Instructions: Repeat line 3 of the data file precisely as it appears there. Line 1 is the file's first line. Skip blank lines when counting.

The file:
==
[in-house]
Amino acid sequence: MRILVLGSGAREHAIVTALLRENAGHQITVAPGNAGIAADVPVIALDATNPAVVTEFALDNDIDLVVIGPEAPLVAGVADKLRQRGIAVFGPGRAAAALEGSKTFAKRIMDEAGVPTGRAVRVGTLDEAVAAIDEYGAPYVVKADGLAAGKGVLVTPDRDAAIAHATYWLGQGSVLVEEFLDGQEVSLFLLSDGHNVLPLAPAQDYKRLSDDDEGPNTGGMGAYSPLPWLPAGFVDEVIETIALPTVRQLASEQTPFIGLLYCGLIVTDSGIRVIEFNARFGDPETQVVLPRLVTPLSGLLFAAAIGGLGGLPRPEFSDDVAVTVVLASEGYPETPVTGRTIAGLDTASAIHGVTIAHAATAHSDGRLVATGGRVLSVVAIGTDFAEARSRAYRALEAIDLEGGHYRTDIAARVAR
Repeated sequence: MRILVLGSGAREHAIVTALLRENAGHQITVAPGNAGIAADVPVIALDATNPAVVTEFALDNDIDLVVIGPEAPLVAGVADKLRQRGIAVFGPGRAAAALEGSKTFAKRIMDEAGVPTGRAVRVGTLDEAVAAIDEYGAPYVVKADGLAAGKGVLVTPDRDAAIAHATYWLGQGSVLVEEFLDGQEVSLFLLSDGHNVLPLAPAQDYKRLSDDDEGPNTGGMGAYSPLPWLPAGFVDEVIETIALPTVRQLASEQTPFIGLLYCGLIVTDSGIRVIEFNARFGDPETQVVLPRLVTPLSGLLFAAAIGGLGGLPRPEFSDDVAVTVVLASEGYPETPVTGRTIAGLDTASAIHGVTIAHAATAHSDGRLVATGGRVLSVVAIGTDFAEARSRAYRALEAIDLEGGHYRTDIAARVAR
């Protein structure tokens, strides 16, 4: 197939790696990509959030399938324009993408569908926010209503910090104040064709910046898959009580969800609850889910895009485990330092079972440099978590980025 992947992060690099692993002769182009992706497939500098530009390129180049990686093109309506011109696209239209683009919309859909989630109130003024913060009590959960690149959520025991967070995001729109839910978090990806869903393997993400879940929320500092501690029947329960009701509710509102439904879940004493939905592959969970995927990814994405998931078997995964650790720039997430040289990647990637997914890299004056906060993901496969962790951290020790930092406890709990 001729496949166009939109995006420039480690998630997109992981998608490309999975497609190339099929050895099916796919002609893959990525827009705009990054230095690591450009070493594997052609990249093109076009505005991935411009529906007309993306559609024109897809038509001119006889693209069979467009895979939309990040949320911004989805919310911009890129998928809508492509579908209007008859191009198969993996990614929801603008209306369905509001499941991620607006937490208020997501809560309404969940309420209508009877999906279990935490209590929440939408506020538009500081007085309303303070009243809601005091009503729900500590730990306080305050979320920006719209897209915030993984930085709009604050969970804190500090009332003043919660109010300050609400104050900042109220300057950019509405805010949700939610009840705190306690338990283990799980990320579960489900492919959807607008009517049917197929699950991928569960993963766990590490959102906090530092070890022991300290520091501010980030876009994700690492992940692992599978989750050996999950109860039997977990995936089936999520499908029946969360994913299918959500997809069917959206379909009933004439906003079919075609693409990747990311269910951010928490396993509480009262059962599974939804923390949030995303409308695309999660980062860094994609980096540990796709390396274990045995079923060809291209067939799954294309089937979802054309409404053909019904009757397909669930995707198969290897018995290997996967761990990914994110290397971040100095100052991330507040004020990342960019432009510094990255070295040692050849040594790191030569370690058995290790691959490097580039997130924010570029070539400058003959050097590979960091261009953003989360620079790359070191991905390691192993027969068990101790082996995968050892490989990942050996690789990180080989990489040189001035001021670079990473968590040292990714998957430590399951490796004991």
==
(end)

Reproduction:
Repeated sequence: MRILVLGSGAREHAIVTALLRENAGHQITVAPGNAGIAADVPVIALDATNPAVVTEFALDNDIDLVVIGPEAPLVAGVADKLRQRGIAVFGPGRAAAALEGSKTFAKRIMDEAGVPTGRAVRVGTLDEAVAAIDEYGAPYVVKADGLAAGKGVLVTPDRDAAIAHATYWLGQGSVLVEEFLDGQEVSLFLLSDGHNVLPLAPAQDYKRLSDDDEGPNTGGMGAYSPLPWLPAGFVDEVIETIALPTVRQLASEQTPFIGLLYCGLIVTDSGIRVIEFNARFGDPETQVVLPRLVTPLSGLLFAAAIGGLGGLPRPEFSDDVAVTVVLASEGYPETPVTGRTIAGLDTASAIHGVTIAHAATAHSDGRLVATGGRVLSVVAIGTDFAEARSRAYRALEAIDLEGGHYRTDIAARVAR